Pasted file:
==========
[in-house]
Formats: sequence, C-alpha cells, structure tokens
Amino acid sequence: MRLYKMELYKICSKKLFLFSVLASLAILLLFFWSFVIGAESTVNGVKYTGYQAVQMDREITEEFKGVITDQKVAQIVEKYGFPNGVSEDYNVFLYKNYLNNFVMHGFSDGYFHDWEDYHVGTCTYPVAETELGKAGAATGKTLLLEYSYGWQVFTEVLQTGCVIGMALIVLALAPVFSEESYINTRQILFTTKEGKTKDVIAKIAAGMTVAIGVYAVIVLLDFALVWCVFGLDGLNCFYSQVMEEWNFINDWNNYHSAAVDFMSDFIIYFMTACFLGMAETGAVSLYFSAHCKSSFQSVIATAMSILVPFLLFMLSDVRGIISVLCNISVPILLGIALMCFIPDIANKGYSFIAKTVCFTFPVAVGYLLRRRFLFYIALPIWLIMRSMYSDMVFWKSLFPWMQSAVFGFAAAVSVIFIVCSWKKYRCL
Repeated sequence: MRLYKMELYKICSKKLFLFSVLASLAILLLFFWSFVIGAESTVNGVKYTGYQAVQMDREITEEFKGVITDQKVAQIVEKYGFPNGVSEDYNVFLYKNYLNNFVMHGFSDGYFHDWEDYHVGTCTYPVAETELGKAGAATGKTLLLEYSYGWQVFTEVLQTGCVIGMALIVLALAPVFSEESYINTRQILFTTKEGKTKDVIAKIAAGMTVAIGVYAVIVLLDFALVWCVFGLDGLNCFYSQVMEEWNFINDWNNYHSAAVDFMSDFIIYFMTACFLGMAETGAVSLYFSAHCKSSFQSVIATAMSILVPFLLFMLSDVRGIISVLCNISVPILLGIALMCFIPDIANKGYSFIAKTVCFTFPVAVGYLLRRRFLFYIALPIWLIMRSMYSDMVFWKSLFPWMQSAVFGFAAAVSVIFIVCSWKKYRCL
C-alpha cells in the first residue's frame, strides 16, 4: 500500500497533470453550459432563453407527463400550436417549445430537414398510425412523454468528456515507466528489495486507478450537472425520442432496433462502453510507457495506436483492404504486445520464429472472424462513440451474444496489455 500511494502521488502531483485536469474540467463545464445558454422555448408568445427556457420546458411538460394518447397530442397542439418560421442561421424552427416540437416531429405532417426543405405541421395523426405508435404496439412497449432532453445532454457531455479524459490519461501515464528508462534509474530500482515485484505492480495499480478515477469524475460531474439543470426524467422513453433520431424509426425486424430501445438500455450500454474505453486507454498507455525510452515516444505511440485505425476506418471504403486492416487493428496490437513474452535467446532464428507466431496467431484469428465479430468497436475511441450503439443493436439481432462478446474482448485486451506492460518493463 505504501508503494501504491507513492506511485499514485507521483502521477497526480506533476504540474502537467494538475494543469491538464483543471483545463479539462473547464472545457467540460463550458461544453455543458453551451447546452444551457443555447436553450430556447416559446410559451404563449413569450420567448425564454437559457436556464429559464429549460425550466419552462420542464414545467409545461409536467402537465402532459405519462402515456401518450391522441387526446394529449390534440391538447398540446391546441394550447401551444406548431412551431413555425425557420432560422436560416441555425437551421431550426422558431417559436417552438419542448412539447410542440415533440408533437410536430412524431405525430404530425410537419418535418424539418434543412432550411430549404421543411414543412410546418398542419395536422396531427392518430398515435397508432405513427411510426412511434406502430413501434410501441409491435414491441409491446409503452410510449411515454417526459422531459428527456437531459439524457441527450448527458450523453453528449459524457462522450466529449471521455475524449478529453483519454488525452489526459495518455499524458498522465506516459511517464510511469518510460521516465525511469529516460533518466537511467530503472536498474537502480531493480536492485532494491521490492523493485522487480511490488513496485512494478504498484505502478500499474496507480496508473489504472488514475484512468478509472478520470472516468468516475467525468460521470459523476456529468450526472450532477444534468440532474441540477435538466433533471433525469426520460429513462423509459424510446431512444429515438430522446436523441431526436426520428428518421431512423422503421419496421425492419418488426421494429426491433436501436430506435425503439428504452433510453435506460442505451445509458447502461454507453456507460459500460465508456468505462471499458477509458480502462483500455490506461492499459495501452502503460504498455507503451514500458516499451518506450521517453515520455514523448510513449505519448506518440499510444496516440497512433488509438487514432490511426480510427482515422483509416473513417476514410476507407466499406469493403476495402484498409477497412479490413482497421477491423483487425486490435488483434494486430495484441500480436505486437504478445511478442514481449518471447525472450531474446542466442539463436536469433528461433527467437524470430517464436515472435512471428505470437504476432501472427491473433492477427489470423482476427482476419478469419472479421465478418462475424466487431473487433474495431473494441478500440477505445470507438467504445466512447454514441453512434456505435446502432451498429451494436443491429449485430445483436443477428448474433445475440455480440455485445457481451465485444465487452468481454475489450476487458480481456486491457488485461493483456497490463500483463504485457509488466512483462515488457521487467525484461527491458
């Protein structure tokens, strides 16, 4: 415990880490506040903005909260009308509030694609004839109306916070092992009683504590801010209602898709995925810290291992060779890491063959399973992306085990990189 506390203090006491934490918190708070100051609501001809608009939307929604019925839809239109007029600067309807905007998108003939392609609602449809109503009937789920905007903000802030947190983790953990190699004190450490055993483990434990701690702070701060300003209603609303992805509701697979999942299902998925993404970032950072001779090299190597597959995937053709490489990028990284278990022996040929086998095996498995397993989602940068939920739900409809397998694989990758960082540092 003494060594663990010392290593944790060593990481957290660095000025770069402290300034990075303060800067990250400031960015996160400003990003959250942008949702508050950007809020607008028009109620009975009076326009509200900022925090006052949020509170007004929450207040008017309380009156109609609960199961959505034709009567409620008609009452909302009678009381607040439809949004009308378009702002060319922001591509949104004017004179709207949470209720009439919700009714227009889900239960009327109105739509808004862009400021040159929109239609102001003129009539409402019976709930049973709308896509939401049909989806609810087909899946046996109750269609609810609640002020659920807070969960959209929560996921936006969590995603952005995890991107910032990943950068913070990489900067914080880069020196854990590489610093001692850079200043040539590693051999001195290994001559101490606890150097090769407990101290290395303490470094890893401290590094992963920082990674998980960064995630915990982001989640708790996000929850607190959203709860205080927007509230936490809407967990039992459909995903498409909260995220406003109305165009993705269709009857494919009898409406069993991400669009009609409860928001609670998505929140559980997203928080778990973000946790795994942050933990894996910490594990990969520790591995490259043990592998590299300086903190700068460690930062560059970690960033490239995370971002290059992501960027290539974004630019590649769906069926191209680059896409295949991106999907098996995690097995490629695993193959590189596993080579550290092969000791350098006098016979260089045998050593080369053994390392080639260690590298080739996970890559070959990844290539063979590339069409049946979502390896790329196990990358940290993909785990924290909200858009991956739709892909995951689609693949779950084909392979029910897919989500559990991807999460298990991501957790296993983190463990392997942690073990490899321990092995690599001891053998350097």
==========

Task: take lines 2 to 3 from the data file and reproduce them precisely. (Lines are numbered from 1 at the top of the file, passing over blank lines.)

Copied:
Formats: sequence, C-alpha cells, structure tokens
Amino acid sequence: MRLYKMELYKICSKKLFLFSVLASLAILLLFFWSFVIGAESTVNGVKYTGYQAVQMDREITEEFKGVITDQKVAQIVEKYGFPNGVSEDYNVFLYKNYLNNFVMHGFSDGYFHDWEDYHVGTCTYPVAETELGKAGAATGKTLLLEYSYGWQVFTEVLQTGCVIGMALIVLALAPVFSEESYINTRQILFTTKEGKTKDVIAKIAAGMTVAIGVYAVIVLLDFALVWCVFGLDGLNCFYSQVMEEWNFINDWNNYHSAAVDFMSDFIIYFMTACFLGMAETGAVSLYFSAHCKSSFQSVIATAMSILVPFLLFMLSDVRGIISVLCNISVPILLGIALMCFIPDIANKGYSFIAKTVCFTFPVAVGYLLRRRFLFYIALPIWLIMRSMYSDMVFWKSLFPWMQSAVFGFAAAVSVIFIVCSWKKYRCL